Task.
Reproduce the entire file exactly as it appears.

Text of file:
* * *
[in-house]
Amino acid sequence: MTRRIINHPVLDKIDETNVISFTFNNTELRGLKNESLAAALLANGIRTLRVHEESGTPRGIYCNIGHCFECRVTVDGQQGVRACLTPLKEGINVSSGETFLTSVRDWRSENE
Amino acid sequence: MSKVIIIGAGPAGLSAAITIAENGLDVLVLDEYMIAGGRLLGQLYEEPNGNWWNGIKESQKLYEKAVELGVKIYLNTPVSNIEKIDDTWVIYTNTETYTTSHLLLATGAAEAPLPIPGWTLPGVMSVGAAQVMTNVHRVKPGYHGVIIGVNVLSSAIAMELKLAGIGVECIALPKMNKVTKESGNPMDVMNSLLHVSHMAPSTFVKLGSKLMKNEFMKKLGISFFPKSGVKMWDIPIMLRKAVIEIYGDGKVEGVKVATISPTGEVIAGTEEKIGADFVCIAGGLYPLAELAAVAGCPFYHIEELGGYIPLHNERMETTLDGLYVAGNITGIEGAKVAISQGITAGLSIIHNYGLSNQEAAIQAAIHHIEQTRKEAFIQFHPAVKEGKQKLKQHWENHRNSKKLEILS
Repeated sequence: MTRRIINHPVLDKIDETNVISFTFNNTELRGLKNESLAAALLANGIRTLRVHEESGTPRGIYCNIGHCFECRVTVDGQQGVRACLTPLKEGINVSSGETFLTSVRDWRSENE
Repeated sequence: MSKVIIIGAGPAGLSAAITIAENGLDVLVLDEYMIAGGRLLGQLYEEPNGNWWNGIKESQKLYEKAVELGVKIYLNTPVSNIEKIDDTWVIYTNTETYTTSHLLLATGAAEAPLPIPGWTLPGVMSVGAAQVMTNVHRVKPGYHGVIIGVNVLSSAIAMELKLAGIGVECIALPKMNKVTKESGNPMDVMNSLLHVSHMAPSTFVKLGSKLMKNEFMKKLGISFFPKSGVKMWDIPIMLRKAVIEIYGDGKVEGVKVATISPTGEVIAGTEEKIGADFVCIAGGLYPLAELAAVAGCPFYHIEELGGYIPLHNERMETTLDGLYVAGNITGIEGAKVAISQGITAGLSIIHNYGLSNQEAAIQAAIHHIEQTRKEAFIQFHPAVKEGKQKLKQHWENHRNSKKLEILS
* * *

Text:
[in-house]
Amino acid sequence: MTRRIINHPVLDKIDETNVISFTFNNTELRGLKNESLAAALLANGIRTLRVHEESGTPRGIYCNIGHCFECRVTVDGQQGVRACLTPLKEGINVSSGETFLTSVRDWRSENE
Amino acid sequence: MSKVIIIGAGPAGLSAAITIAENGLDVLVLDEYMIAGGRLLGQLYEEPNGNWWNGIKESQKLYEKAVELGVKIYLNTPVSNIEKIDDTWVIYTNTETYTTSHLLLATGAAEAPLPIPGWTLPGVMSVGAAQVMTNVHRVKPGYHGVIIGVNVLSSAIAMELKLAGIGVECIALPKMNKVTKESGNPMDVMNSLLHVSHMAPSTFVKLGSKLMKNEFMKKLGISFFPKSGVKMWDIPIMLRKAVIEIYGDGKVEGVKVATISPTGEVIAGTEEKIGADFVCIAGGLYPLAELAAVAGCPFYHIEELGGYIPLHNERMETTLDGLYVAGNITGIEGAKVAISQGITAGLSIIHNYGLSNQEAAIQAAIHHIEQTRKEAFIQFHPAVKEGKQKLKQHWENHRNSKKLEILS
Repeated sequence: MTRRIINHPVLDKIDETNVISFTFNNTELRGLKNESLAAALLANGIRTLRVHEESGTPRGIYCNIGHCFECRVTVDGQQGVRACLTPLKEGINVSSGETFLTSVRDWRSENE
Repeated sequence: MSKVIIIGAGPAGLSAAITIAENGLDVLVLDEYMIAGGRLLGQLYEEPNGNWWNGIKESQKLYEKAVELGVKIYLNTPVSNIEKIDDTWVIYTNTETYTTSHLLLATGAAEAPLPIPGWTLPGVMSVGAAQVMTNVHRVKPGYHGVIIGVNVLSSAIAMELKLAGIGVECIALPKMNKVTKESGNPMDVMNSLLHVSHMAPSTFVKLGSKLMKNEFMKKLGISFFPKSGVKMWDIPIMLRKAVIEIYGDGKVEGVKVATISPTGEVIAGTEEKIGADFVCIAGGLYPLAELAAVAGCPFYHIEELGGYIPLHNERMETTLDGLYVAGNITGIEGAKVAISQGITAGLSIIHNYGLSNQEAAIQAAIHHIEQTRKEAFIQFHPAVKEGKQKLKQHWENHRNSKKLEILS